Chlamydia is a sexually transmitted disease that is caused by a bacteria called chlamydia trachomatis, which is also an official term for chlamydia. The symptoms of chlamydia can’t be detected in most cases, but if they do appear, they usually do so a few weeks after the infection. Chlamydia is detected with tests and treated with antibiotics.

How are the tests used?

The test for chlamydia, a sexually transmitted disease is used to diagnose the cause of various symptoms that appear alongside this infection, it is also used to screen people who are sexually active, and who have multiple sexual partners, and it is a way to document how many people have been sexually abused, so there are many different usages that are useful in many different ways. Usually, the testing for chlamydia and for gonorrhea are simultaneously used because both of these bacteria that infect our body have similar clinical presentations or manifestations, so the definitive diagnosis is necessary to distinguish the two. Both of these sexually transmitted diseases require different types of antibiotic treatment. One of the tests is the so-called NNAT, or nucleic acid amplification test, which is also the most common test for this sexually transmitted disease. It consists of DNA amplification that can be found in the bacteria which is the main culprit for chlamydia. This test is used because it is sensitive enough and more specific than any other tests that exist nowadays, and it easy to perform by only using urine sample from both men and women. Other chlamydia tests include DFA, a direct fluorescent antibody stain which can show the antigens of chlamydia, and DNA probe, which sounds scary enough not to do it, but it is one of the tests that have a high rate in detecting chlamydia DNA.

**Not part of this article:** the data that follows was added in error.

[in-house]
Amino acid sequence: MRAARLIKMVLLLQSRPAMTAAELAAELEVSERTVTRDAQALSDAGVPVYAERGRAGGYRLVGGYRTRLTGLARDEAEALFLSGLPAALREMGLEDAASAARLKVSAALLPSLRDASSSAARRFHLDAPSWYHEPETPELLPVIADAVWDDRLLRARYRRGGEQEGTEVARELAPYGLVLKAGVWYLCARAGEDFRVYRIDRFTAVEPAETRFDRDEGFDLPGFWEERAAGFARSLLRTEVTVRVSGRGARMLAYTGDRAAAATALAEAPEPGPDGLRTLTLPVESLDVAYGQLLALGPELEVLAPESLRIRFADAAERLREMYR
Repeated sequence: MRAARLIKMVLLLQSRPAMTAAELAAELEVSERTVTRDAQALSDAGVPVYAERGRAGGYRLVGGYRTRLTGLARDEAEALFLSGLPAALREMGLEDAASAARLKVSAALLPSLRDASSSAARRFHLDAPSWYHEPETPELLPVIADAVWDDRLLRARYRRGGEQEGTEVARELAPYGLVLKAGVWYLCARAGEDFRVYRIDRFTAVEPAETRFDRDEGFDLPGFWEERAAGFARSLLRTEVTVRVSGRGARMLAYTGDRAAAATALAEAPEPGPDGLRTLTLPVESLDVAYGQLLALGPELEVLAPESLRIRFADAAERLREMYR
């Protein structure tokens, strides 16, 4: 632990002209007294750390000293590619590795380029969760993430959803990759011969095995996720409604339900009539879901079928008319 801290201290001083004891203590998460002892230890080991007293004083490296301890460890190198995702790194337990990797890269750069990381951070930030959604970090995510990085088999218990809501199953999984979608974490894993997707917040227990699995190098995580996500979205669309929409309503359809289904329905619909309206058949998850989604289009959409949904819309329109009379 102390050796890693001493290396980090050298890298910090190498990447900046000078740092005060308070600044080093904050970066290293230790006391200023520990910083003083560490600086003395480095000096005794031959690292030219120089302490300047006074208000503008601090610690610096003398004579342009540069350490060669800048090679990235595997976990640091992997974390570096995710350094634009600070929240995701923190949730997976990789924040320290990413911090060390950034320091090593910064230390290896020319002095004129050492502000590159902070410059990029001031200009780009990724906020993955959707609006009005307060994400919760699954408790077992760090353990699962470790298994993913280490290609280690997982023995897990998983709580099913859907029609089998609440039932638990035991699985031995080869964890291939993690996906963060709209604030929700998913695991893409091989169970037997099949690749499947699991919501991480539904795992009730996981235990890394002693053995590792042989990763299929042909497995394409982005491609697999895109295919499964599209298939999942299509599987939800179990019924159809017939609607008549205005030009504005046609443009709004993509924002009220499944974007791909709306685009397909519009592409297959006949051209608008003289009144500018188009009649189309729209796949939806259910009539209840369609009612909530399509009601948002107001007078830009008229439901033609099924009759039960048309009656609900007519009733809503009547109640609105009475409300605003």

When to use the tests?

Your doctor can order a chlamydia test for you if you already experience symptoms such as vaginal discharge and burning sensations when urinating, because those are the most common and visible symptoms of a sexually transmitted disease that usually doesn’t show any signs of the infection, at least in the beginning. An individual, no matter the background or gender, can be at high risk for getting chlamydia if he/she had chlamydia infection before, or if they have some other sexually transmitted diseases such as HIV, then if they change sexual partners a lot, or have new ones and if they practice unsafe sex, without condoms. This is also common in the commercial sex industry, or if people are drug users, in a prison or in some other institution of this kind. Also, pregnant women are at great risk of transmitting the sexually transmitted disease like chlamydia to their new-born child or immediately after birth. Then testing for chlamydia and gonorrhea can be performed when a new-born child has some symptoms that would alert to the infection of this kind, such as conjunctivitis, and discharge. It is essential to get tested and get your partner to do the test, just in case.